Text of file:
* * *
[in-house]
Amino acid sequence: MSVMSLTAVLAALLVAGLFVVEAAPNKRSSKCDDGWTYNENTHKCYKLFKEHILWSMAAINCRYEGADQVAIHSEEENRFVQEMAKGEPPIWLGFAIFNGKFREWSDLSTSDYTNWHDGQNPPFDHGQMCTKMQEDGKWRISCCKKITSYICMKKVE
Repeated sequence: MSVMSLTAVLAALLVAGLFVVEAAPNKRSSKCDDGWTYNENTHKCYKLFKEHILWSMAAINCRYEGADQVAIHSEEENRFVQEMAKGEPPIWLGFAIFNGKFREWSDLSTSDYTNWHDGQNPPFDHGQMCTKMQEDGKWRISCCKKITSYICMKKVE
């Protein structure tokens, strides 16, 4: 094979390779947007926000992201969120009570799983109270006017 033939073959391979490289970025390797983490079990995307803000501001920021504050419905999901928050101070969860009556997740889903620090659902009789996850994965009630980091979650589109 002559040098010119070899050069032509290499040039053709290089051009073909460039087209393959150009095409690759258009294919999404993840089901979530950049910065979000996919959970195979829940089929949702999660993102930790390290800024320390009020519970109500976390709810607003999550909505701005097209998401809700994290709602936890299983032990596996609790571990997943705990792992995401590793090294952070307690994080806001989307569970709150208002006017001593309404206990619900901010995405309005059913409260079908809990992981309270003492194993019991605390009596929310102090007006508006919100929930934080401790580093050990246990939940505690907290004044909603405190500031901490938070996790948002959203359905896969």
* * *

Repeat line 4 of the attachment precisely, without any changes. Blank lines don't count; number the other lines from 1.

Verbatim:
């Protein structure tokens, strides 16, 4: 094979390779947007926000992201969120009570799983109270006017 033939073959391979490289970025390797983490079990995307803000501001920021504050419905999901928050101070969860009556997740889903620090659902009789996850994965009630980091979650589109 002559040098010119070899050069032509290499040039053709290089051009073909460039087209393959150009095409690759258009294919999404993840089901979530950049910065979000996919959970195979829940089929949702999660993102930790390290800024320390009020519970109500976390709810607003999550909505701005097209998401809700994290709602936890299983032990596996609790571990997943705990792992995401590793090294952070307690994080806001989307569970709150208002006017001593309404206990619900901010995405309005059913409260079908809990992981309270003492194993019991605390009596929310102090007006508006919100929930934080401790580093050990246990939940505690907290004044909603405190500031901490938070996790948002959203359905896969």